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Eugenio Fernández Granell (28 November 1912 – 24 October 2001) was an artist often described as the last Spanish Surrealist painter.
Early life in Spain
Born in A Coruña in the autonomous community of Galicia, Eugenio Fernández Granell started out as a political radical and a musician. In 1927 he set up the magazine SIR (Sociedad Infantil Revolucionaria) with his brother Mario, and in 1928 enrolled at the Escuela Superior de Música del Real Conservatorio in Madrid. Among his friends were Maruja Mallo, Joaquín Torres García, Alberto Sánchez and Ricardo Baroja. A member of the POUM (Workers’ Party for Marxist Unification) during the Civil War, he contributed actively to newspapers such as La Nueva Era, La Batalla and El Combatiente Rojo.
In 1939, he went into exile. After arriving in France, he was held in internment camps for several months, but was eventually able to escape to Paris. While in the French capital, he struck up friendships with Benjamin Péret and Wifredo Lam. His affiliation with Trotsky made him the enemy of fascists and Stalinists and steered him towards a life marked by changes of residence. As María Zambrano said, during the first half of the twentieth century, Spain was a “master of dispersal and wastefulness” as it forced many of its most outstanding artists and intellectuals into a painful flight to other countries. Granell was one of those exiles, residing in France, the Dominican Republic, Puerto Rico, Guatemala and New York. In the Dominican Republic, he was in the company of other Spanish exiles, including artists José Vela Zanetti and Josep Gausachs.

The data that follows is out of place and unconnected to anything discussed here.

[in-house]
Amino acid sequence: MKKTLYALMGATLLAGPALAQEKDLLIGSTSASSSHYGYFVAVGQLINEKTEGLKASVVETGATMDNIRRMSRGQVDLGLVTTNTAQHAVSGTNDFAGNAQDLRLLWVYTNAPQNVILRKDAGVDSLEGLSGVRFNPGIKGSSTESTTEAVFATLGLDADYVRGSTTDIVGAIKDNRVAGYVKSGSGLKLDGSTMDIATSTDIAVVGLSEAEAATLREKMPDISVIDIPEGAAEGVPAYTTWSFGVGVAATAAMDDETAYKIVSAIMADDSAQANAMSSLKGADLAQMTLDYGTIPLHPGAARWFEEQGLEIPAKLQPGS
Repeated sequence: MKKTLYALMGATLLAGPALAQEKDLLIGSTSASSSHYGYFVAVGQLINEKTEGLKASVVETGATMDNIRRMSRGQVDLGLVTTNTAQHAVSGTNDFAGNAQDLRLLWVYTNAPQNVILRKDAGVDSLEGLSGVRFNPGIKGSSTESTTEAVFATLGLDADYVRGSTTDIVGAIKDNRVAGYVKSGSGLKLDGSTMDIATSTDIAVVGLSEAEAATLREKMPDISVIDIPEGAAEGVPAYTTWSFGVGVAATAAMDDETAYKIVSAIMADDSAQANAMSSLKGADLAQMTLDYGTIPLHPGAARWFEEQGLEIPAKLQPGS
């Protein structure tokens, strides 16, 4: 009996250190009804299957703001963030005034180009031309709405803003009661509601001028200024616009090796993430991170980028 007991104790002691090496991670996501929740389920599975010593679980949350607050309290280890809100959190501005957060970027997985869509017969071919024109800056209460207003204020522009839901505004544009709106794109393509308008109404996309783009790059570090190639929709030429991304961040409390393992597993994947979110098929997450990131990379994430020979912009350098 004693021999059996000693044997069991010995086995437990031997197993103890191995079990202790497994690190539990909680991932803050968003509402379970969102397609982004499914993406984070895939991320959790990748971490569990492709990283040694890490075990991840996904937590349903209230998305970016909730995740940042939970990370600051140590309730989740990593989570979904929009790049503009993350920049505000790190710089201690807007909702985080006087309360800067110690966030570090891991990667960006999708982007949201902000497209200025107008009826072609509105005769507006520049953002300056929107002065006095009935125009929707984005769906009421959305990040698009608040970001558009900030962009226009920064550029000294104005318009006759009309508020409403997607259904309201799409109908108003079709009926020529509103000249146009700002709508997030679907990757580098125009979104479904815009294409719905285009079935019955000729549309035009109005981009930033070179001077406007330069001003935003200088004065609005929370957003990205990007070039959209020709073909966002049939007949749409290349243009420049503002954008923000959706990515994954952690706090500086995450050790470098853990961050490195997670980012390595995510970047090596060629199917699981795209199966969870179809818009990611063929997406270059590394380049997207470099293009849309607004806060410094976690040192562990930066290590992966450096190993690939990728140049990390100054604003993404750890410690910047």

The Dominican Republic
When Granell arrived in the Dominican Republic in 1940, he had not yet discovered his talent for painting. Initially he worked as a violinist with the National Symphony Orchestra and a journalist for the newspaper La Nación. In 1941, he began painting in his free time and in 1942 he participated in an exhibit entitled Private Exhibit of Modern Spanish Painters. Granell had his first solo exhibition in 1943, exhibiting 44 Surrealist paintings. This was the first exhibition of Surrealist works held in the country. He had another solo exhibition in 1945 featuring 200 works. In 1946 he exhibited in Puerto Rico and Guatemala. Later that same year, he left the Dominican Republic due to problems that arose when he refused to sign a document supporting the dictator Trujillo.
Guatemala and Puerto Rico
In 1946, Granell left the Dominican Republic for Guatemala. Once there, he became an art professor, and continued his painting and writing. His stay in Guatemala was cut short when the revolution began. He then moved to Puerto Rico, where he became an art history professor.
In 1955, Granell traveled to New York with his friend José Vela Zanetti, a fellow Spanish exile whom he met in the Dominican Republic. Once there, he met and developed a strong friendship with Marcel Duchamp. Between 1957 and 1985 Granell lived mainly on the Upper West Side of Manhattan, New York, and was Professor Emeritus of Spanish Literature at City University of New York (CUNY).